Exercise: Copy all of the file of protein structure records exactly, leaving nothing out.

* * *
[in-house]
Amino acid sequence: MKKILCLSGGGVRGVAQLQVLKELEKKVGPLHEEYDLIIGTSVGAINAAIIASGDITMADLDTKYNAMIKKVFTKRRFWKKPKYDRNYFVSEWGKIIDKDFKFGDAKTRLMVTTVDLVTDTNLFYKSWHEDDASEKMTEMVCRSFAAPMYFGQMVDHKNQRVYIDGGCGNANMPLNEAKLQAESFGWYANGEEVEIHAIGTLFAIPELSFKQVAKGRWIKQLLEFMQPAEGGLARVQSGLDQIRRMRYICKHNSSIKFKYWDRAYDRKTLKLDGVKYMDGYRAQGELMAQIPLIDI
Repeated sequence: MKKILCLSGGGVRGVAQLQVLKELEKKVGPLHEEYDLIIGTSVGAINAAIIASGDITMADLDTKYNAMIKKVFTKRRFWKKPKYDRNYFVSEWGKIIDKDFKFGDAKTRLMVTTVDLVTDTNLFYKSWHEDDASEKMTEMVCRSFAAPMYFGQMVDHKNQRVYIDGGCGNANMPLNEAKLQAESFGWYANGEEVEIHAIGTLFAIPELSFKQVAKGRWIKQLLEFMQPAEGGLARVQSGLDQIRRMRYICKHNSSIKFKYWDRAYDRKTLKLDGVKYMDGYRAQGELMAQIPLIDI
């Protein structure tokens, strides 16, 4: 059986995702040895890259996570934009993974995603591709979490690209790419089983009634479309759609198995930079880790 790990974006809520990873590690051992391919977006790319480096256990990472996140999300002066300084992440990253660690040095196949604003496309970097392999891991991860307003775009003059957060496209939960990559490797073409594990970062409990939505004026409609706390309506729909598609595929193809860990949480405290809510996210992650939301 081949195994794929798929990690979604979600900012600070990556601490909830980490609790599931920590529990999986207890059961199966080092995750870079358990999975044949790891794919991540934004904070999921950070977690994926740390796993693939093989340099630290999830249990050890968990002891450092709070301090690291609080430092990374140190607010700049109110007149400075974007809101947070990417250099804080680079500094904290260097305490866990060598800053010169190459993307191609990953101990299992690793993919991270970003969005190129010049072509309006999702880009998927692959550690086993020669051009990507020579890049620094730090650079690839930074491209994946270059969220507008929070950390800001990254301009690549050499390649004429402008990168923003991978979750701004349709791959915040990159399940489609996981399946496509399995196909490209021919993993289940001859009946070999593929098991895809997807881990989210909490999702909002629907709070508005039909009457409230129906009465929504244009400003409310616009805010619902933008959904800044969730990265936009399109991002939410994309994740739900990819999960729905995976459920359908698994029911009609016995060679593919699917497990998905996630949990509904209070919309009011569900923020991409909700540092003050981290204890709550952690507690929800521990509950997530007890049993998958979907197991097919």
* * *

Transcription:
[in-house]
Amino acid sequence: MKKILCLSGGGVRGVAQLQVLKELEKKVGPLHEEYDLIIGTSVGAINAAIIASGDITMADLDTKYNAMIKKVFTKRRFWKKPKYDRNYFVSEWGKIIDKDFKFGDAKTRLMVTTVDLVTDTNLFYKSWHEDDASEKMTEMVCRSFAAPMYFGQMVDHKNQRVYIDGGCGNANMPLNEAKLQAESFGWYANGEEVEIHAIGTLFAIPELSFKQVAKGRWIKQLLEFMQPAEGGLARVQSGLDQIRRMRYICKHNSSIKFKYWDRAYDRKTLKLDGVKYMDGYRAQGELMAQIPLIDI
Repeated sequence: MKKILCLSGGGVRGVAQLQVLKELEKKVGPLHEEYDLIIGTSVGAINAAIIASGDITMADLDTKYNAMIKKVFTKRRFWKKPKYDRNYFVSEWGKIIDKDFKFGDAKTRLMVTTVDLVTDTNLFYKSWHEDDASEKMTEMVCRSFAAPMYFGQMVDHKNQRVYIDGGCGNANMPLNEAKLQAESFGWYANGEEVEIHAIGTLFAIPELSFKQVAKGRWIKQLLEFMQPAEGGLARVQSGLDQIRRMRYICKHNSSIKFKYWDRAYDRKTLKLDGVKYMDGYRAQGELMAQIPLIDI
């Protein structure tokens, strides 16, 4: 059986995702040895890259996570934009993974995603591709979490690209790419089983009634479309759609198995930079880790 790990974006809520990873590690051992391919977006790319480096256990990472996140999300002066300084992440990253660690040095196949604003496309970097392999891991991860307003775009003059957060496209939960990559490797073409594990970062409990939505004026409609706390309506729909598609595929193809860990949480405290809510996210992650939301 081949195994794929798929990690979604979600900012600070990556601490909830980490609790599931920590529990999986207890059961199966080092995750870079358990999975044949790891794919991540934004904070999921950070977690994926740390796993693939093989340099630290999830249990050890968990002891450092709070301090690291609080430092990374140190607010700049109110007149400075974007809101947070990417250099804080680079500094904290260097305490866990060598800053010169190459993307191609990953101990299992690793993919991270970003969005190129010049072509309006999702880009998927692959550690086993020669051009990507020579890049620094730090650079690839930074491209994946270059969220507008929070950390800001990254301009690549050499390649004429402008990168923003991978979750701004349709791959915040990159399940489609996981399946496509399995196909490209021919993993289940001859009946070999593929098991895809997807881990989210909490999702909002629907709070508005039909009457409230129906009465929504244009400003409310616009805010619902933008959904800044969730990265936009399109991002939410994309994740739900990819999960729905995976459920359908698994029911009609016995060679593919699917497990998905996630949990509904209070919309009011569900923020991409909700540092003050981290204890709550952690507690929800521990509950997530007890049993998958979907197991097919």